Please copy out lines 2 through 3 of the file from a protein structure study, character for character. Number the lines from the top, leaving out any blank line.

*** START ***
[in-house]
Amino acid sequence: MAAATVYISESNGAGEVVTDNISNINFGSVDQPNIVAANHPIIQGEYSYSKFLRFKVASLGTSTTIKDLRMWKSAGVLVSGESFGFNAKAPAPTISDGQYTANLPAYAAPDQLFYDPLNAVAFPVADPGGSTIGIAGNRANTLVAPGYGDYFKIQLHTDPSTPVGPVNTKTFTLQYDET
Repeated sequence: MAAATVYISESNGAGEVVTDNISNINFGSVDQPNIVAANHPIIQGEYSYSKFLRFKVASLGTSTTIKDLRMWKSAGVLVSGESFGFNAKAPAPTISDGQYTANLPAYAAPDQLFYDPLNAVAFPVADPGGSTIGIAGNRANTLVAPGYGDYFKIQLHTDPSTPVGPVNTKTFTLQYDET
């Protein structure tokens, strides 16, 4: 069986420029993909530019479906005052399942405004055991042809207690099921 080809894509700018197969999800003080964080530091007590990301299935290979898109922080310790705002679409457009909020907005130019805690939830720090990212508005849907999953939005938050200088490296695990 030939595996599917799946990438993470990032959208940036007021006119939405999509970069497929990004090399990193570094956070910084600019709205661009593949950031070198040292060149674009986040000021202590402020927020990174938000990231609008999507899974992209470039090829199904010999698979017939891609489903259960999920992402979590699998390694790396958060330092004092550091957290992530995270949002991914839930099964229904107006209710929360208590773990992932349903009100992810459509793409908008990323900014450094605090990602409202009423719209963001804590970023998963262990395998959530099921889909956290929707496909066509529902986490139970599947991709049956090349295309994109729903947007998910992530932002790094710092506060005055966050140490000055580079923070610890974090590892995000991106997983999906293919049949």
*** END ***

Amino acid sequence: MAAATVYISESNGAGEVVTDNISNINFGSVDQPNIVAANHPIIQGEYSYSKFLRFKVASLGTSTTIKDLRMWKSAGVLVSGESFGFNAKAPAPTISDGQYTANLPAYAAPDQLFYDPLNAVAFPVADPGGSTIGIAGNRANTLVAPGYGDYFKIQLHTDPSTPVGPVNTKTFTLQYDET
Repeated sequence: MAAATVYISESNGAGEVVTDNISNINFGSVDQPNIVAANHPIIQGEYSYSKFLRFKVASLGTSTTIKDLRMWKSAGVLVSGESFGFNAKAPAPTISDGQYTANLPAYAAPDQLFYDPLNAVAFPVADPGGSTIGIAGNRANTLVAPGYGDYFKIQLHTDPSTPVGPVNTKTFTLQYDET